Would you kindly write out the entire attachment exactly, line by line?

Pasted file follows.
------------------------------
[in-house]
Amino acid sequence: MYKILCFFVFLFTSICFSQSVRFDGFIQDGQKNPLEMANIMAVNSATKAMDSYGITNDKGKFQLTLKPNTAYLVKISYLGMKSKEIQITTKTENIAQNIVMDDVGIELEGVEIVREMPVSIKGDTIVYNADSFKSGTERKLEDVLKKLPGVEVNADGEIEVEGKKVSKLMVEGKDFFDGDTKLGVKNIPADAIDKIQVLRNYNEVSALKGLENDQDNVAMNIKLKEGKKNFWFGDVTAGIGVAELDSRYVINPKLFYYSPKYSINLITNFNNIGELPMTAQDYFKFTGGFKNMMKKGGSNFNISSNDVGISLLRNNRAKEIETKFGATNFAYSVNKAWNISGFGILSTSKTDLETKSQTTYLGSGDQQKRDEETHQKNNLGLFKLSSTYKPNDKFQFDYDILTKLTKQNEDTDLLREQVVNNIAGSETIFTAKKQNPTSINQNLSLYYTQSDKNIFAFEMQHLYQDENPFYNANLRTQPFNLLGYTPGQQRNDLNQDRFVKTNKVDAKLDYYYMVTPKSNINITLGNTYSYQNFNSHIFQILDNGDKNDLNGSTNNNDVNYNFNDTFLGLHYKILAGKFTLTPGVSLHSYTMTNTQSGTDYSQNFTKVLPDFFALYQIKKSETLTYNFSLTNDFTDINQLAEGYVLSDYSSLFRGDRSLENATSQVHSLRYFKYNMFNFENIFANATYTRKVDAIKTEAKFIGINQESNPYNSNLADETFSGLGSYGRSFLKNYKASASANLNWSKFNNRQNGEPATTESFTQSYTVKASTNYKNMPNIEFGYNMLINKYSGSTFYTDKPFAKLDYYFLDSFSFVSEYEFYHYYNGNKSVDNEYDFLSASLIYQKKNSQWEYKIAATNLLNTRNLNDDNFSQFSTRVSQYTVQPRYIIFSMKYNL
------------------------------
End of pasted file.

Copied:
[in-house]
Amino acid sequence: MYKILCFFVFLFTSICFSQSVRFDGFIQDGQKNPLEMANIMAVNSATKAMDSYGITNDKGKFQLTLKPNTAYLVKISYLGMKSKEIQITTKTENIAQNIVMDDVGIELEGVEIVREMPVSIKGDTIVYNADSFKSGTERKLEDVLKKLPGVEVNADGEIEVEGKKVSKLMVEGKDFFDGDTKLGVKNIPADAIDKIQVLRNYNEVSALKGLENDQDNVAMNIKLKEGKKNFWFGDVTAGIGVAELDSRYVINPKLFYYSPKYSINLITNFNNIGELPMTAQDYFKFTGGFKNMMKKGGSNFNISSNDVGISLLRNNRAKEIETKFGATNFAYSVNKAWNISGFGILSTSKTDLETKSQTTYLGSGDQQKRDEETHQKNNLGLFKLSSTYKPNDKFQFDYDILTKLTKQNEDTDLLREQVVNNIAGSETIFTAKKQNPTSINQNLSLYYTQSDKNIFAFEMQHLYQDENPFYNANLRTQPFNLLGYTPGQQRNDLNQDRFVKTNKVDAKLDYYYMVTPKSNINITLGNTYSYQNFNSHIFQILDNGDKNDLNGSTNNNDVNYNFNDTFLGLHYKILAGKFTLTPGVSLHSYTMTNTQSGTDYSQNFTKVLPDFFALYQIKKSETLTYNFSLTNDFTDINQLAEGYVLSDYSSLFRGDRSLENATSQVHSLRYFKYNMFNFENIFANATYTRKVDAIKTEAKFIGINQESNPYNSNLADETFSGLGSYGRSFLKNYKASASANLNWSKFNNRQNGEPATTESFTQSYTVKASTNYKNMPNIEFGYNMLINKYSGSTFYTDKPFAKLDYYFLDSFSFVSEYEFYHYYNGNKSVDNEYDFLSASLIYQKKNSQWEYKIAATNLLNTRNLNDDNFSQFSTRVSQYTVQPRYIIFSMKYNL